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  • 03.22.10

DEMO: Is a Big Launch Event Worth it for a Small Company?

’ve recently been privy to a number of discussions about whether big launch events are “worth it” (time, money, human capital) for a young tech company. The focus of some of these discussions has been the twenty-year-old DEMO conference, held twice a year in Palm Springs and San Diego.

’ve recently been privy to a number
of discussions
about whether big launch events are “worth it”
(time, money, human capital) for a young tech company. The focus of some
of these discussions has been the twenty-year-old DEMO conference, held twice a year in
Palm Springs and San Diego. My friend (and I don’t mean that term in the
Congressional sense) Robert Scoble has
some real opinions
with which I agreed until yesterday:

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Here are the cons of launching at an event like DEMO:
1)it costs $18,000 to make a presentation if you survive the competition
to get in. Then you have to add on the hotel costs, airfare, food, and
incidentals. It’s easily $25,000 for two people to spend three days at
DEMO in Palm Springs. That’s a big chunk of change for a startup
2) To qualify, your product must be totally new. Although you can be in
private beta, you cannot have a proven product that has done mass
marketing previous to the conference
3) There are rigid embargo rules for the press. You can’t send your
press release about launch until the night before the conference begins.
Some bloggers and press don’t like that, and don’t support the
conference as a result. And many of the MSM that used to attend are dead
or dying
4) You are sharing the stage and the pavilion (trade show) with 50 or so
other companies, and it’s difficult to tell some of them apart if they
are sharing trends in new technology (solar, or social media, or
networking
5) It’s difficult to stand out when you only have six minutes to present
a product, a story, and a use case and can’t do anything but give a
product demonstration

8)

So after two days, here’s what it comes down to IMHO:

–if you have a purely social media product that could go viral, DEMO
is probably not the best way to launch it. instead, do what Scoble
suggests, and give it to the early adopters. But that only applies to a
small subset of emerging technologies. A product that’s designed for
late adopters, solar energy installers, network administrators, hospital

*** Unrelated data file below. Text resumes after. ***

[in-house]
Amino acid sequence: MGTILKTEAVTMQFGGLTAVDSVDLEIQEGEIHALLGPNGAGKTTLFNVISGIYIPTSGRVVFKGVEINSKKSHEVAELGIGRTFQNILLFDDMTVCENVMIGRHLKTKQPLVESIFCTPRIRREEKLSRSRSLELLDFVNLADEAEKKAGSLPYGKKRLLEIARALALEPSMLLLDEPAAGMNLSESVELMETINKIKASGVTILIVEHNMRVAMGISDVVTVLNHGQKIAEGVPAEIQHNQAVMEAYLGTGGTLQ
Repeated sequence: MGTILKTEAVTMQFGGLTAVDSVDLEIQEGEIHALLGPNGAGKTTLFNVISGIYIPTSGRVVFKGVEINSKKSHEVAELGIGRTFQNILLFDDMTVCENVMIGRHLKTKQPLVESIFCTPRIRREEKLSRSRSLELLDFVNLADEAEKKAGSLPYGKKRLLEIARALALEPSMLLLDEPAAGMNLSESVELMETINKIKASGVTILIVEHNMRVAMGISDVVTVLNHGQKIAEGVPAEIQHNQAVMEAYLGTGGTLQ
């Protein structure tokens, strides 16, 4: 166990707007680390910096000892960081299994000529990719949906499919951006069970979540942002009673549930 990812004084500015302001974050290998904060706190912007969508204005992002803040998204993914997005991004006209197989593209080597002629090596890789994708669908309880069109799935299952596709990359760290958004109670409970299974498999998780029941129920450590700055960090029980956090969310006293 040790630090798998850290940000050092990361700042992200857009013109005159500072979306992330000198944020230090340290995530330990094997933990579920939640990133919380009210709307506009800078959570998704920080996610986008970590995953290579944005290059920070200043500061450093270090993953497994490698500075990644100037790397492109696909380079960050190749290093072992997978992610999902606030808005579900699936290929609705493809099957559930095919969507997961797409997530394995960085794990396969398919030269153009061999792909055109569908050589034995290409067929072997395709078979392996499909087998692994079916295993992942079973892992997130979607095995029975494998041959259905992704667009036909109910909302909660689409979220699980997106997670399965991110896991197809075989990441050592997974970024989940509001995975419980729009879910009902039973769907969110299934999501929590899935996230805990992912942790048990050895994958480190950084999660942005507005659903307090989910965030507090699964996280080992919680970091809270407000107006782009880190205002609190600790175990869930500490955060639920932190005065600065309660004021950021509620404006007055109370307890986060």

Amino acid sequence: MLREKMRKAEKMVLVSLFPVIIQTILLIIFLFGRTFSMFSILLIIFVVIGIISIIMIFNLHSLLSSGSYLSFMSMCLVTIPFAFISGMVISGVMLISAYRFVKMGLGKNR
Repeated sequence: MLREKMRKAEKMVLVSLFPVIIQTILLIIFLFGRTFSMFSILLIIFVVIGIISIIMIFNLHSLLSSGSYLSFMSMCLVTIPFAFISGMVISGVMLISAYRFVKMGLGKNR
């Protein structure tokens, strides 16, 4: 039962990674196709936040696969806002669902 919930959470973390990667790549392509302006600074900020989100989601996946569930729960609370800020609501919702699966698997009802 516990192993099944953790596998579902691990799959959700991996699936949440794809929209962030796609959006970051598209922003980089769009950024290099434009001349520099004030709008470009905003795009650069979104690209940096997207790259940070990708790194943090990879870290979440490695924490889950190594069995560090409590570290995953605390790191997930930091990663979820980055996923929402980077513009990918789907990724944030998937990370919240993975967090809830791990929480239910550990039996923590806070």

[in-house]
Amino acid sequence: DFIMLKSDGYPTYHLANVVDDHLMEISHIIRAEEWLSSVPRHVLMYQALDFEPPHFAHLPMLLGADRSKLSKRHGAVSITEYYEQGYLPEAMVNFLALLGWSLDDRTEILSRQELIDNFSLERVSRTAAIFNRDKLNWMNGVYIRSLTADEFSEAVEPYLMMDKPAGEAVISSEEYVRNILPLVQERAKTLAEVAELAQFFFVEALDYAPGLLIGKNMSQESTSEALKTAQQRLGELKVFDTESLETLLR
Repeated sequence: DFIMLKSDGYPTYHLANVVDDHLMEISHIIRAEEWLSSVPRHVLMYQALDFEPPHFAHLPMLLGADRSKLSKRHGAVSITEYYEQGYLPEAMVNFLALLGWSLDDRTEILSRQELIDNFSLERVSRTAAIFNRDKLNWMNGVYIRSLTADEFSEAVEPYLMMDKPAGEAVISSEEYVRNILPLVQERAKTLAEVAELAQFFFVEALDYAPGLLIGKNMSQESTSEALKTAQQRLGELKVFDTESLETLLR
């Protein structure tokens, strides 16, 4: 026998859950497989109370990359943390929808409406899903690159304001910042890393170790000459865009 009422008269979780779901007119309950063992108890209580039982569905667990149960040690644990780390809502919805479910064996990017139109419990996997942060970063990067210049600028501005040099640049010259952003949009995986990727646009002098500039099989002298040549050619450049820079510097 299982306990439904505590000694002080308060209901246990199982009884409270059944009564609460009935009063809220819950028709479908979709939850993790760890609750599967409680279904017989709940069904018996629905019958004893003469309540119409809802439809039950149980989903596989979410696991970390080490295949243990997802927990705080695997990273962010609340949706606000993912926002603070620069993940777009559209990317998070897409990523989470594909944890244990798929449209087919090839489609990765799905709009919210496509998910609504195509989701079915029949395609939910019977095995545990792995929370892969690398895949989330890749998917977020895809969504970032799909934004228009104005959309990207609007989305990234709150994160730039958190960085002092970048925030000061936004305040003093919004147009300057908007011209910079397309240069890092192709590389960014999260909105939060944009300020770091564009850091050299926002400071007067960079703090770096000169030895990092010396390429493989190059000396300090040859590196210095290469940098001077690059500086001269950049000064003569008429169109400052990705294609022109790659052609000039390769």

administrators, or procurement specialists does not go viral. It needs
the support of trade press and channel partners
–If you know how to support a launch with t-shirts that give your
product additional visibility when your staff wears them around the
resort, a CEO that can make a stage presentation, and enough staff
members to man a booth and give product tour,  you should attend DEMO
–If you are targeting the enterprise, or the other launch companies, or
if you are looking for partnerships and funding,  it might be worth it
to attend DEMO
–If you are from outside Silicon Valley, especially outside the US, and
want attention in the US,  your should attend DEMO
–if you are an engineer-driven company that has trouble “finishing” a
product, attending DEMO gives you a date to drive toward

And then remember that after DEMO, the real hard work starts.  You
have to take all those business cards and follow up.  You have to find
all those press people who told you they wanted to use your product when
they came by your booth and put it into their hands. You have to deploy
the product to the places where DEMO has opened the doors. You need to
use the information you derive from talking to potential customers at
DEMO to formulate a marketing strategy and a plan to attack your
verticals.

And you have to prepare for the void that comes when the publicity
dies down. How will you get attention next? That’s the BIG question. 
Think past DEMO.  What’s next?

About the author

Francine Hardaway, Ph.D is a serial entrepreneur and seasoned communications strategist. She co-founded Stealthmode Partners, an accelerator and advocate for entrepreneurs in technology and health care, in 1998.

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